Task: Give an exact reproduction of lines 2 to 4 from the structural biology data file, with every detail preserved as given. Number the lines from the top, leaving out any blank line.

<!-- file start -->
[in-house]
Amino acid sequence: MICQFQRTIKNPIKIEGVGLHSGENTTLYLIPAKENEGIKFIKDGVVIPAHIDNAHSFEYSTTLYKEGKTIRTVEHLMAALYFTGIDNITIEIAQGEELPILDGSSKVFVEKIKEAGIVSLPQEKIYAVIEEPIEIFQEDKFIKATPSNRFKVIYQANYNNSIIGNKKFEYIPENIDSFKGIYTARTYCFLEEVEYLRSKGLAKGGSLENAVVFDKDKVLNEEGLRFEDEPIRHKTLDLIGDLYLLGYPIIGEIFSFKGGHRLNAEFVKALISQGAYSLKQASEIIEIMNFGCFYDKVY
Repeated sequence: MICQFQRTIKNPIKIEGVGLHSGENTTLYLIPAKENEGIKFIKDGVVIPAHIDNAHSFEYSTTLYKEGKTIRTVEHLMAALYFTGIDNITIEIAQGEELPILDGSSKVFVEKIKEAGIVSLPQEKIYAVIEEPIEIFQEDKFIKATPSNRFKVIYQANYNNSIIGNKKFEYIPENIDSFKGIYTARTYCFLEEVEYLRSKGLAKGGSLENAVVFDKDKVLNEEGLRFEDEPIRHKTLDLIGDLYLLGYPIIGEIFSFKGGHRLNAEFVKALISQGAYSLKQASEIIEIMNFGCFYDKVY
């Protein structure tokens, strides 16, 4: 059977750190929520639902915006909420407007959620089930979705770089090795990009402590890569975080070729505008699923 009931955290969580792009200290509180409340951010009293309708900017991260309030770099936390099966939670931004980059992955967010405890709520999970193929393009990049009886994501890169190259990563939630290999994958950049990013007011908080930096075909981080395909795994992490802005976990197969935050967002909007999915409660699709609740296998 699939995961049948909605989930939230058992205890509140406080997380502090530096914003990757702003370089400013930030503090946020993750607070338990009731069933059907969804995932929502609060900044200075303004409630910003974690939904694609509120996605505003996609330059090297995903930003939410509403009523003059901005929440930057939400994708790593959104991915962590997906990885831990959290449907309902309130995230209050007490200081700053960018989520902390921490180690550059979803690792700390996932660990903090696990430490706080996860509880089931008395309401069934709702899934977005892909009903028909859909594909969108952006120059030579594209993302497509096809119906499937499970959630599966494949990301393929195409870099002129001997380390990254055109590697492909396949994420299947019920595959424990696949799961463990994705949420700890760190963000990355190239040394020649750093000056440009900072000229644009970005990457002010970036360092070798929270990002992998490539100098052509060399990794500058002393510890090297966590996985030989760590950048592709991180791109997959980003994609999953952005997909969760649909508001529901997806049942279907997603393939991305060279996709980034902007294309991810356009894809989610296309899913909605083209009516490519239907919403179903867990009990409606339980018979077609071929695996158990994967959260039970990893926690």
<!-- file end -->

Amino acid sequence: MICQFQRTIKNPIKIEGVGLHSGENTTLYLIPAKENEGIKFIKDGVVIPAHIDNAHSFEYSTTLYKEGKTIRTVEHLMAALYFTGIDNITIEIAQGEELPILDGSSKVFVEKIKEAGIVSLPQEKIYAVIEEPIEIFQEDKFIKATPSNRFKVIYQANYNNSIIGNKKFEYIPENIDSFKGIYTARTYCFLEEVEYLRSKGLAKGGSLENAVVFDKDKVLNEEGLRFEDEPIRHKTLDLIGDLYLLGYPIIGEIFSFKGGHRLNAEFVKALISQGAYSLKQASEIIEIMNFGCFYDKVY
Repeated sequence: MICQFQRTIKNPIKIEGVGLHSGENTTLYLIPAKENEGIKFIKDGVVIPAHIDNAHSFEYSTTLYKEGKTIRTVEHLMAALYFTGIDNITIEIAQGEELPILDGSSKVFVEKIKEAGIVSLPQEKIYAVIEEPIEIFQEDKFIKATPSNRFKVIYQANYNNSIIGNKKFEYIPENIDSFKGIYTARTYCFLEEVEYLRSKGLAKGGSLENAVVFDKDKVLNEEGLRFEDEPIRHKTLDLIGDLYLLGYPIIGEIFSFKGGHRLNAEFVKALISQGAYSLKQASEIIEIMNFGCFYDKVY
């Protein structure tokens, strides 16, 4: 059977750190929520639902915006909420407007959620089930979705770089090795990009402590890569975080070729505008699923 009931955290969580792009200290509180409340951010009293309708900017991260309030770099936390099966939670931004980059992955967010405890709520999970193929393009990049009886994501890169190259990563939630290999994958950049990013007011908080930096075909981080395909795994992490802005976990197969935050967002909007999915409660699709609740296998 699939995961049948909605989930939230058992205890509140406080997380502090530096914003990757702003370089400013930030503090946020993750607070338990009731069933059907969804995932929502609060900044200075303004409630910003974690939904694609509120996605505003996609330059090297995903930003939410509403009523003059901005929440930057939400994708790593959104991915962590997906990885831990959290449907309902309130995230209050007490200081700053960018989520902390921490180690550059979803690792700390996932660990903090696990430490706080996860509880089931008395309401069934709702899934977005892909009903028909859909594909969108952006120059030579594209993302497509096809119906499937499970959630599966494949990301393929195409870099002129001997380390990254055109590697492909396949994420299947019920595959424990696949799961463990994705949420700890760190963000990355190239040394020649750093000056440009900072000229644009970005990457002010970036360092070798929270990002992998490539100098052509060399990794500058002393510890090297966590996985030989760590950048592709991180791109997959980003994609999953952005997909969760649909508001529901997806049942279907997603393939991305060279996709980034902007294309991810356009894809989610296309899913909605083209009516490519239907919403179903867990009990409606339980018979077609071929695996158990994967959260039970990893926690």